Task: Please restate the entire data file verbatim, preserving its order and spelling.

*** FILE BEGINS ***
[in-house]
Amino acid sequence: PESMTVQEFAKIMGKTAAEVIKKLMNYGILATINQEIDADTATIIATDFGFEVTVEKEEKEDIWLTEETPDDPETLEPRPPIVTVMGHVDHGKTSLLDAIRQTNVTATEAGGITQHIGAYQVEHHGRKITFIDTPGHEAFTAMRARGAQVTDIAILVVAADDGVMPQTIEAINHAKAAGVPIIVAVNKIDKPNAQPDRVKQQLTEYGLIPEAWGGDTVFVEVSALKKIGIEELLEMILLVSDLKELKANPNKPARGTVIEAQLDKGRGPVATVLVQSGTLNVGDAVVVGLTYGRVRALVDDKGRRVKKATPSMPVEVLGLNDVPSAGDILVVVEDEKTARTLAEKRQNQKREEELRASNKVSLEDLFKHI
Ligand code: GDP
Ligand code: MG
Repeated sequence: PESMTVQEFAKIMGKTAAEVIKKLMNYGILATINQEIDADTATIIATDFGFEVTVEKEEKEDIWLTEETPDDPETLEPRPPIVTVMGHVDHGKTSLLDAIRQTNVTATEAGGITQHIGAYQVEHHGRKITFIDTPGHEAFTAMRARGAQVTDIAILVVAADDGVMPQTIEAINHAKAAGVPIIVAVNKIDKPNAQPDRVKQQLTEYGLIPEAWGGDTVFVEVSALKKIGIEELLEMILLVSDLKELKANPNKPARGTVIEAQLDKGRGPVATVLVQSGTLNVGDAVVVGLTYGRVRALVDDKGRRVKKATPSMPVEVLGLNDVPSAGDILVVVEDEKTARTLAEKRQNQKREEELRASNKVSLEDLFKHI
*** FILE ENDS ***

[in-house]
Amino acid sequence: PESMTVQEFAKIMGKTAAEVIKKLMNYGILATINQEIDADTATIIATDFGFEVTVEKEEKEDIWLTEETPDDPETLEPRPPIVTVMGHVDHGKTSLLDAIRQTNVTATEAGGITQHIGAYQVEHHGRKITFIDTPGHEAFTAMRARGAQVTDIAILVVAADDGVMPQTIEAINHAKAAGVPIIVAVNKIDKPNAQPDRVKQQLTEYGLIPEAWGGDTVFVEVSALKKIGIEELLEMILLVSDLKELKANPNKPARGTVIEAQLDKGRGPVATVLVQSGTLNVGDAVVVGLTYGRVRALVDDKGRRVKKATPSMPVEVLGLNDVPSAGDILVVVEDEKTARTLAEKRQNQKREEELRASNKVSLEDLFKHI
Ligand code: GDP
Ligand code: MG
Repeated sequence: PESMTVQEFAKIMGKTAAEVIKKLMNYGILATINQEIDADTATIIATDFGFEVTVEKEEKEDIWLTEETPDDPETLEPRPPIVTVMGHVDHGKTSLLDAIRQTNVTATEAGGITQHIGAYQVEHHGRKITFIDTPGHEAFTAMRARGAQVTDIAILVVAADDGVMPQTIEAINHAKAAGVPIIVAVNKIDKPNAQPDRVKQQLTEYGLIPEAWGGDTVFVEVSALKKIGIEELLEMILLVSDLKELKANPNKPARGTVIEAQLDKGRGPVATVLVQSGTLNVGDAVVVGLTYGRVRALVDDKGRRVKKATPSMPVEVLGLNDVPSAGDILVVVEDEKTARTLAEKRQNQKREEELRASNKVSLEDLFKHI